Sunday, January 25, 2009

Harry Potter

*NOTE: I wrote this post just after the release of Breaking Dawn (the final Twilight book), back in August. I never finished or published it, but looking through the archives I found it and decided to post it*

As was mentioned in previous posts to this, I am a Harry Potter fan. Which is actually a bit of an understatement, considering.

I cannot honestly say when I began reading the series; it may or may not have coincided with the first movie release in winter 2001. I do remember sitting on our old blue couch, listening to my mother read one chapter, every night. I remember trying to convince her to read two chapters, or just a little bit of the next.

It was 7 or 8 years ago, but I can still remember with poignant clarity listening to Harry's first adventure, covering my head under the pillow every time there was a close call, hugely relieved when it all turned out ok.

A small declaration of my affection to the series can been seen on the top spot on my bookshelf. I own two copies of Sorcerer's Stone (one hard back, one soft), and one hard back copy of the other 6 books. In American edition.

On my trip to Europe, I bought all seven books in the series, and lugged them happily around for two weeks in my suitcase. All softback, except for Deathly Hallows (book 7), which is hard back. They look a lot like little bricks (the weight is also pretty comparable).

I don't have a story that Harry Potter helped me when my grand parents died, or parents divorced, or anything of that magnitude. I just know they make me happy, and that's enough for me.

I have read all of the books at least 4 times each, upwards of 6 for my favorites. I cried in books 4-7. When it really hit me that on July 21, 2007, the book series would be over, really over, I cried. Embarrassing, but true.

July 20, 2007 I joined countless other fans in bookstores, waiting for the midnight release of book seven - the final book. No more waiting in fearful anticipation of what would happen in the next book, no more wondering how it was going to end.

The only suspense from then on would be how they were going to slaughter the next book as they transformed it into a movie. ( I like the movies. But they leave so much out, they should say it is a loose interpretation of J.K. Rowling's novel).

I would be lying if I said I wasn't a little saddened by the ending. One of my favorite characters snuffed it. There are many things I admire about J.K.R., but her ability to make a reader feel is probably what I envy most.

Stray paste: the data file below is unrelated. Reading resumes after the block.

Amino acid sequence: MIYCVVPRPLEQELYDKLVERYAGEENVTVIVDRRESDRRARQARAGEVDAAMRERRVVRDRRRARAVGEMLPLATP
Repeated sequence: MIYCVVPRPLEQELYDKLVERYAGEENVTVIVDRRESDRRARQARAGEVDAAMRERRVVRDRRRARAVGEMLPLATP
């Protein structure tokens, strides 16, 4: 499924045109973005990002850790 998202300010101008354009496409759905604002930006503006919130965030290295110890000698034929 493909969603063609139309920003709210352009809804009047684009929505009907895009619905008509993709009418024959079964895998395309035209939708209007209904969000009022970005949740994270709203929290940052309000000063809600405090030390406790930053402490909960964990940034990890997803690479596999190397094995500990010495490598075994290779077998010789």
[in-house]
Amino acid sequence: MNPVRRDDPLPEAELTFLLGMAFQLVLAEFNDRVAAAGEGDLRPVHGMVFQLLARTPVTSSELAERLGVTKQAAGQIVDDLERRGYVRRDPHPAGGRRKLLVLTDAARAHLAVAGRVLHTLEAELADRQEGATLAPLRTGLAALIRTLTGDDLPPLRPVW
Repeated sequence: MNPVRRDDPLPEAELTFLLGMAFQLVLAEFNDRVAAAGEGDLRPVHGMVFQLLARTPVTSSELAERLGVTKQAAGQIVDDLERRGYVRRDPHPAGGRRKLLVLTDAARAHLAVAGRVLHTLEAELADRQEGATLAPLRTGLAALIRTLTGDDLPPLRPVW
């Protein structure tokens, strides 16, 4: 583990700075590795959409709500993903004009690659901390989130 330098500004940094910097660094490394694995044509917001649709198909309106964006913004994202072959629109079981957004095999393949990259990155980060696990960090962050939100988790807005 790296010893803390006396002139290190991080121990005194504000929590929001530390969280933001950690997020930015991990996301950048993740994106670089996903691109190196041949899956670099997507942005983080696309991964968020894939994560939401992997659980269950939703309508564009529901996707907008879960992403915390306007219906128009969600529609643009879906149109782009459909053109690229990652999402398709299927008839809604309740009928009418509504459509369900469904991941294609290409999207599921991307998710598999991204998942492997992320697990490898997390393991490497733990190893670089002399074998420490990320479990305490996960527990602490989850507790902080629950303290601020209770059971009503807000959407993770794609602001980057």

After I was disappointed by the ending of the Twilight series, I re-read Harry Potter. To make me feel better, to remind me that not all series have (what was to me) cop out endings.

So, thank you, J.K. Rowling, for restoring my faith.


Some more pictures can be found here.

Monday, January 19, 2009


Last fall I attended one of my best friends wedding. It was a beautiful ceremony, held on a rooftop, and was relatively intimate (about 70 attendees is pretty small, right?).

I had driven down with some friends, and only knew a handful of people who were coming. Including the bride and groom, I knew 6 people.

Which meant that I was going to spend a lot of time conversing with a bunch of people I had never met before.

As a general rule, I don't talk a lot. When I'm with my family and people I know, then I'll talk, but with people I've just met, listening is usually what I fall back to. You can learn so much more when you listen.

One of the things I figured out that weekend is that, as much as I am interested in new people, I'm more interested in what they say and why they say it.

I talked to a crazy Danish guy who told me the bride had been his nanny (she wasn't), a cousin of the groom's from Sweden who had a degree in engineering, was working on his degree economics & had previously been a Motocross racer, a photographer who said if I ever wanted to assist on a wedding shoot to just call her, a man who asked me if I was a poet and had a woman tell me that she doesn't sleep well when she eats garlic.

All that, and I only stayed at the reception for a couple hours.

If there is one thing I have never understood about humans, it's conversational topics. I've stood in checkout lines and learned way more about somebody then would ever be necessary.

All the things people tell perfect strangers, but it seems we can never remember to tell the people we hold close that we love them.